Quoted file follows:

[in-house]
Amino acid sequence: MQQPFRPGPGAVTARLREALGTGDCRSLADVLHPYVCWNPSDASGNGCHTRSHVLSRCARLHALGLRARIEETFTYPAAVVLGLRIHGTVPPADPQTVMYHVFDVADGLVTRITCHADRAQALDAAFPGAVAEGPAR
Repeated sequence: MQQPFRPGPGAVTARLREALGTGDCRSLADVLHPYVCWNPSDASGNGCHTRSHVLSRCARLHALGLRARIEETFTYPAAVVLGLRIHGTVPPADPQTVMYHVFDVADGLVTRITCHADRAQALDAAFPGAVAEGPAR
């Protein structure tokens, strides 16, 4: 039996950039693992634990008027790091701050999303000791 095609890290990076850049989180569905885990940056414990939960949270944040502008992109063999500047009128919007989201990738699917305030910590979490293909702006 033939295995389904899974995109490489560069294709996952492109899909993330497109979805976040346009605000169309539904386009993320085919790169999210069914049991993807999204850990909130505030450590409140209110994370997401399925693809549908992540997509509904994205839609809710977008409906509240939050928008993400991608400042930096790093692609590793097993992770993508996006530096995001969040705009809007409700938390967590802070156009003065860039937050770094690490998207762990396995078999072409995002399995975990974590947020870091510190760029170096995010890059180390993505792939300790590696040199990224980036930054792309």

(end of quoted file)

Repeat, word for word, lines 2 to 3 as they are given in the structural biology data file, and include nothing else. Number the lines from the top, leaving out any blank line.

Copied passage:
Amino acid sequence: MQQPFRPGPGAVTARLREALGTGDCRSLADVLHPYVCWNPSDASGNGCHTRSHVLSRCARLHALGLRARIEETFTYPAAVVLGLRIHGTVPPADPQTVMYHVFDVADGLVTRITCHADRAQALDAAFPGAVAEGPAR
Repeated sequence: MQQPFRPGPGAVTARLREALGTGDCRSLADVLHPYVCWNPSDASGNGCHTRSHVLSRCARLHALGLRARIEETFTYPAAVVLGLRIHGTVPPADPQTVMYHVFDVADGLVTRITCHADRAQALDAAFPGAVAEGPAR